As we count down to the new year, we thought we’d share some of the SUNY news you may have missed during 2012.
Last month, the Carnegie Corporation awarded SUNY a $500,000 grant to support the SUNY Works initiative. The funds will be used for bringing cooperative education to college campuses across the state.
As part of the program, campuses have developed partnerships with businesses and employers to combine coursework and job training. Companies that have partnered with SUNY include Global Foundries, General Electric, IBM, Motorola, and Chevron.
The Carnegie Corporation chose to support the initiative in large part due to SUNY Works’ focus on addressing the rapid changes in educational requirements which have resulted in the skills and experiences—that once served working adults well—being eclipsed by the enormous economic and technological changes in the workplace, especially in the fields of science, technology, engineering and mathematics (STEM).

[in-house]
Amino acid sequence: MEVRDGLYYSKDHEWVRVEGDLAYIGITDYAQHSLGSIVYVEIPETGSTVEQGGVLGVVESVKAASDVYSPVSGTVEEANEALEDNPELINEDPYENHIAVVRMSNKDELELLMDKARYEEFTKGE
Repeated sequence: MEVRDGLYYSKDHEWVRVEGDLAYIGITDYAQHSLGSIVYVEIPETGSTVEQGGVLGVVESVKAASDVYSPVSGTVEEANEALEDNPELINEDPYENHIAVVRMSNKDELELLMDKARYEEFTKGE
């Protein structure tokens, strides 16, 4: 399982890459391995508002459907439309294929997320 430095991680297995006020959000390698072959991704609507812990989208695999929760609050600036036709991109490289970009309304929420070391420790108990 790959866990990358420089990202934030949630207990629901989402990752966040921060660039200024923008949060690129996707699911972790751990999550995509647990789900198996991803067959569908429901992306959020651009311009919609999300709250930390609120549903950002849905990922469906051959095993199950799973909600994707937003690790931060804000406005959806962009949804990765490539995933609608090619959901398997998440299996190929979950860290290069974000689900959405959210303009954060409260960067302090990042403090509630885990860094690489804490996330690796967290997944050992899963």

Today, the majority of college students—as many as 70 to 80 percent—work while enrolled in classes. SUNY Works will provide those students the opportunity to generate income in a work environment that will make them employable following graduation while they are enrolled in college. Seven out of every 10 co-op students are offered positions by the employers for which they worked while enrolled in the program.
“SUNY Works is changing the way we deliver higher education across New York State, giving students a huge advantage, not only by allowing them to earn an income during college, but also by providing them with hands-on experience and training that nearly always results in a job offer after graduation. This is an outstanding example of SUNY’s systemness at work,” said SUNY Senior Vice Chancellor for Community Colleges and the Education Pipeline Johanna Duncan-Poitier.
“With proven success in 27 countries and counting, cooperative education is heralded by many as one of the most effective and unique academic programs of our time,” said Chancellor Zimpher. “SUNY Works promises to have a positive, lasting effect on the way New York’s public colleges and universities prepare students in all disciplines for successful careers and meet the needs of New York’s workforce. We are deeply grateful to Carnegie Corporation for this support.”
Photo Credit: Ulster County Community College
Emily Schwartz is the Coordinator of Open SUNY Communication and Projects.